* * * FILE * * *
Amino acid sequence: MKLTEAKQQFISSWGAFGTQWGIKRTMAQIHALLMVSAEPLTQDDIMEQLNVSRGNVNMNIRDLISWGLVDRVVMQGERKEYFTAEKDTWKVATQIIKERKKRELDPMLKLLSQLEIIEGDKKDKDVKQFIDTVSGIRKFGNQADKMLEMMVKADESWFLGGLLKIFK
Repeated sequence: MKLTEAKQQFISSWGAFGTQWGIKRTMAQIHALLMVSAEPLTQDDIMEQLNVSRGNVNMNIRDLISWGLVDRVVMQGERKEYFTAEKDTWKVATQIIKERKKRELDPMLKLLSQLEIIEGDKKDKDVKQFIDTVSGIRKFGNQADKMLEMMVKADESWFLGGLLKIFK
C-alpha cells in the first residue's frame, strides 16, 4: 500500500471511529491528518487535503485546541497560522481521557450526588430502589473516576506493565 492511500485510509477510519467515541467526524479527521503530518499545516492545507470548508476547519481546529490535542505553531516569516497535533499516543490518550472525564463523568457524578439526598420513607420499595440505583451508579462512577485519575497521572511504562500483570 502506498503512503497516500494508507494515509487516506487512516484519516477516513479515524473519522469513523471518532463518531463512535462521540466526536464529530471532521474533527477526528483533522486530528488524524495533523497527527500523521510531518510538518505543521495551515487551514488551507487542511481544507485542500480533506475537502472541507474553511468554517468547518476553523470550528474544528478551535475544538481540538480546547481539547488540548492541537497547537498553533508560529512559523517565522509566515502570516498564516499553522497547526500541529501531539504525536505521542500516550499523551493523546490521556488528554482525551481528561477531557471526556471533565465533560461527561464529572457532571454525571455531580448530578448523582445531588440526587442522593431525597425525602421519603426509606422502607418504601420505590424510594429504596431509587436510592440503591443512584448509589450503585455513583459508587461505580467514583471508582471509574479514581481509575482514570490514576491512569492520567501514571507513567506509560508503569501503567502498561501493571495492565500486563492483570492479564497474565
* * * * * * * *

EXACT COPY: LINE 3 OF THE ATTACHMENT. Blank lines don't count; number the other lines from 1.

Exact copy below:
C-alpha cells in the first residue's frame, strides 16, 4: 500500500471511529491528518487535503485546541497560522481521557450526588430502589473516576506493565 492511500485510509477510519467515541467526524479527521503530518499545516492545507470548508476547519481546529490535542505553531516569516497535533499516543490518550472525564463523568457524578439526598420513607420499595440505583451508579462512577485519575497521572511504562500483570 502506498503512503497516500494508507494515509487516506487512516484519516477516513479515524473519522469513523471518532463518531463512535462521540466526536464529530471532521474533527477526528483533522486530528488524524495533523497527527500523521510531518510538518505543521495551515487551514488551507487542511481544507485542500480533506475537502472541507474553511468554517468547518476553523470550528474544528478551535475544538481540538480546547481539547488540548492541537497547537498553533508560529512559523517565522509566515502570516498564516499553522497547526500541529501531539504525536505521542500516550499523551493523546490521556488528554482525551481528561477531557471526556471533565465533560461527561464529572457532571454525571455531580448530578448523582445531588440526587442522593431525597425525602421519603426509606422502607418504601420505590424510594429504596431509587436510592440503591443512584448509589450503585455513583459508587461505580467514583471508582471509574479514581481509575482514570490514576491512569492520567501514571507513567506509560508503569501503567502498561501493571495492565500486563492483570492479564497474565